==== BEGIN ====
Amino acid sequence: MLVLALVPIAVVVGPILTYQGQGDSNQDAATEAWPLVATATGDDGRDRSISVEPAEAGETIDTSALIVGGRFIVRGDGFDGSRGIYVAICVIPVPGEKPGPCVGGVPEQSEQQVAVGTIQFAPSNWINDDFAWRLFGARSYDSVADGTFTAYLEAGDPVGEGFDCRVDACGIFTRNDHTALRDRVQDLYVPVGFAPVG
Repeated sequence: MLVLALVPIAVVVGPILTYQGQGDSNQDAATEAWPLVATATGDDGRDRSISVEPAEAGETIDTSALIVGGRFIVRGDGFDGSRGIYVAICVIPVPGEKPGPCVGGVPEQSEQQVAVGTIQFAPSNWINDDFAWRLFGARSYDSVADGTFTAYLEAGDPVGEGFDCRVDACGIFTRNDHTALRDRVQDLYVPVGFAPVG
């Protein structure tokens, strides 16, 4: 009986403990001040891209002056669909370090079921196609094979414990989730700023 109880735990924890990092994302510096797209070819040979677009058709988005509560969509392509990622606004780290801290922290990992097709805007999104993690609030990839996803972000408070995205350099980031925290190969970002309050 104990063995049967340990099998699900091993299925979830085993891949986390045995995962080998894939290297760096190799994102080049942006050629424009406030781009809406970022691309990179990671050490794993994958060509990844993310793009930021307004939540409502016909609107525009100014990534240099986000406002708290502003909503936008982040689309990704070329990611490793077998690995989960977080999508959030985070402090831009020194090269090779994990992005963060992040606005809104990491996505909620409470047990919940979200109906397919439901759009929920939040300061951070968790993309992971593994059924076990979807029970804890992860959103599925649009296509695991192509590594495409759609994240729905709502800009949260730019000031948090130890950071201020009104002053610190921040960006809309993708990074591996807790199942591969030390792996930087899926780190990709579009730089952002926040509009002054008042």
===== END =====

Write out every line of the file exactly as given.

Amino acid sequence: MLVLALVPIAVVVGPILTYQGQGDSNQDAATEAWPLVATATGDDGRDRSISVEPAEAGETIDTSALIVGGRFIVRGDGFDGSRGIYVAICVIPVPGEKPGPCVGGVPEQSEQQVAVGTIQFAPSNWINDDFAWRLFGARSYDSVADGTFTAYLEAGDPVGEGFDCRVDACGIFTRNDHTALRDRVQDLYVPVGFAPVG
Repeated sequence: MLVLALVPIAVVVGPILTYQGQGDSNQDAATEAWPLVATATGDDGRDRSISVEPAEAGETIDTSALIVGGRFIVRGDGFDGSRGIYVAICVIPVPGEKPGPCVGGVPEQSEQQVAVGTIQFAPSNWINDDFAWRLFGARSYDSVADGTFTAYLEAGDPVGEGFDCRVDACGIFTRNDHTALRDRVQDLYVPVGFAPVG
């Protein structure tokens, strides 16, 4: 009986403990001040891209002056669909370090079921196609094979414990989730700023 109880735990924890990092994302510096797209070819040979677009058709988005509560969509392509990622606004780290801290922290990992097709805007999104993690609030990839996803972000408070995205350099980031925290190969970002309050 104990063995049967340990099998699900091993299925979830085993891949986390045995995962080998894939290297760096190799994102080049942006050629424009406030781009809406970022691309990179990671050490794993994958060509990844993310793009930021307004939540409502016909609107525009100014990534240099986000406002708290502003909503936008982040689309990704070329990611490793077998690995989960977080999508959030985070402090831009020194090269090779994990992005963060992040606005809104990491996505909620409470047990919940979200109906397919439901759009929920939040300061951070968790993309992971593994059924076990979807029970804890992860959103599925649009296509695991192509590594495409759609994240729905709502800009949260730019000031948090130890950071201020009104002053610190921040960006809309993708990074591996807790199942591969030390792996930087899926780190990709579009730089952002926040509009002054008042």